What doomed Gina
Ultimately, what doomed Gina Lopez’s confirmation bid in Congress was her failure to understand what her real job was as environment and natural resources secretary. She wanted to continue being a one-dimensional environmental campaigner when she should have been balancing the interests of all stakeholders; her job demanded that she play referee, but she wanted to be a partisan.
I’ve always believed that there is room for someone like Lopez in the government, but not as secretary of DENR. An environmental crusader like her belongs in an independent state watchdog outfit patterned after the US Environmental Protection Agency, something that we don’t have, unfortunately.
The basic flaw in the DENR’s structure, which was incidentally exposed during Lopez’s confirmation hearings, is that the department has a split personality: It is in charge of exploiting our natural resources for the benefit of the people and to earn revenues for government, and yet it is also the regulator of this state-allowed exploitation.
The DENR gives permits for mining companies, for example. But it is also in charge of auditing them and making them comply with environmental protection standards.
This is an untenable situation. The ideal set up should let the DENR and its attached agencies continue their work of accepting and approving permits for mining and other exploitative industries.
And then, an EPA-like bureaucracy monitors compliance based on accepted environmental standards. Something like a Commission on Audit for the environment that will have oversight functions over the use of our country’s natural resources, from our forests to our fishing grounds to our minerals.
In the past, of course, DENR has been accused of favoring the mining companies and other big businessmen, including those who wantonly destroy the environment and plunder our natural resources. But that still doesn’t give Lopez the license to swing the pendulum back completely the other way; she should have addressed the problem of the regulator also being the permit-giver, of the bureaucracy that makes the rules also making sure that the rules are followed.
I agree with those who say that someone as passionate as Lopez about the protection of the environment was needed to shake up the DENR. But Lopez should have realized that the present situation at the department needed structural change more than just mine closures.
That she failed to appreciate this doomed her short stint as DENR secretary. Perhaps her replacement will understand the job better.
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Which brings us to the question of Lopez’s tactics. Because Lopez did not understand her job fully, she also failed to realize that she could have been less confrontational, the better to get the work she set out to do done.
I’m not saying she shouldn’t have audited the mining companies and shut down those that were non-compliant—far from it. What I’m saying is that if Lopez did what she did with a minimum of the unnecessary noise that she created, inside and outside the bureaucracy she was assigned to head up, she probably would have been confirmed.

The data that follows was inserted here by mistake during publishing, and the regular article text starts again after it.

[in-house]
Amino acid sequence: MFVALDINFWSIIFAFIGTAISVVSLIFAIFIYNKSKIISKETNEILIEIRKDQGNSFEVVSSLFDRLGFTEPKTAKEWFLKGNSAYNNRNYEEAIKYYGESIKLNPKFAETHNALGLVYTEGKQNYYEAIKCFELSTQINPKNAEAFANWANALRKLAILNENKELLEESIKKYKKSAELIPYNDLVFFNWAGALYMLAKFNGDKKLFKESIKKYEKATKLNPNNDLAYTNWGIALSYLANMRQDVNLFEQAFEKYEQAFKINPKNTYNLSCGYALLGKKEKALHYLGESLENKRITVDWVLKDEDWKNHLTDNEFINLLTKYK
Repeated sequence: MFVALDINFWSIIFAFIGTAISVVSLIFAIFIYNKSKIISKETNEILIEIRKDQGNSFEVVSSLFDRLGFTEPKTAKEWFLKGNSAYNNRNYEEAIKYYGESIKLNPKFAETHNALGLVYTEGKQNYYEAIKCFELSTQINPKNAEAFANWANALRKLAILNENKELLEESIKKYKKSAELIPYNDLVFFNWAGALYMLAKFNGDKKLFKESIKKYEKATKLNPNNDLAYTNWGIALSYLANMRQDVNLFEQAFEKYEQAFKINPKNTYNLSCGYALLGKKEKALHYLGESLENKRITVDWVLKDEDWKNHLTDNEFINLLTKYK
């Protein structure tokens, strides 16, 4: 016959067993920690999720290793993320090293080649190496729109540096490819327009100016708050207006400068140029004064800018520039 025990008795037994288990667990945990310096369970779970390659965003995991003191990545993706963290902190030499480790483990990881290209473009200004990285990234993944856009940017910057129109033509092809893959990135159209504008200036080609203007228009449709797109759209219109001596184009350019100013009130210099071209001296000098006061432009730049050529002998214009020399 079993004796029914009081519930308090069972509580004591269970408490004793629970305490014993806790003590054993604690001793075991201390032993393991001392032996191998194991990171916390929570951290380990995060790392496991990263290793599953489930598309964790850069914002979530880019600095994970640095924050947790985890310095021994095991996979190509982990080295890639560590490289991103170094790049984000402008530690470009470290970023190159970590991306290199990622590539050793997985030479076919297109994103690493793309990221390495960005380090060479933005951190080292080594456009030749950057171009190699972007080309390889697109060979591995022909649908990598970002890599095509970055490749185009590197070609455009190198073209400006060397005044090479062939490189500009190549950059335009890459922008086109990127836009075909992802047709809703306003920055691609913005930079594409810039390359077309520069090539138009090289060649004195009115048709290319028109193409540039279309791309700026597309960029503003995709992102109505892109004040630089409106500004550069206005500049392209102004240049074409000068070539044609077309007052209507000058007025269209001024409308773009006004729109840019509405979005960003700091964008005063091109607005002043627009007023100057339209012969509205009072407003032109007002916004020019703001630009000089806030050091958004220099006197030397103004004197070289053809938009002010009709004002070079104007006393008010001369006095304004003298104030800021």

But Lopez tried to be the Rodrigo Duterte of the DENR, minus the foul language (although she did get caught on record calling out a pesky newspaper reporter to her face for being such a “f—ing employee”).
Given that Congress and the Commission on Appointments are packed with people connected to the mining industry, Lopez could have done her work of demanding compliance while not giving her opponents any reason to depict her as someone unfit for the job she was seeking confirmation for. What purpose, after all, did pointing out that a CA member’s brother “killed a mountain” serve?
Duterte can be removed legally only by impeachment, a long and difficult process. Lopez’s appointment could be rejected by a mere majority vote in a CA that gave every indication that it was sympathetic to the mining industry, which is why she is now out of a job.
Whoever is appointed by Duterte to replace Lopez will have his job cut out for him: You can be tough and yet non-combative, a stickler for rules but ready to play nice in order to get the long-term results that you want.
I’m sure we have not heard the last of Gina Lopez, even if she is no longer in government. And when we do, I hope she will have learned valuable lessons from her short, unhappy stint as DENR secretary.
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Speaking of the CA, I think Senator Tito Sotto just ensured the confirmation of Social Welfare Secretary-designate Judy Taguiwalo when he made a tasteless joke more worthy of Eat Bulaga than Congress during yesterday’s hearings. By poking fun at Taguiwalo’s status as a single mother of two young women, Sotto made the DSWD secretary a sympathetic figure while proving once again that he is often just an insensitive, tasteless comedian.
So I guess Sotto’s cheap shot resulted in something good, after all. And because I support Taguiwalo, who is obviously a better, more accomplished person than Sotto ever will be, I’m actually glad the senator lapsed into his default comedian mode.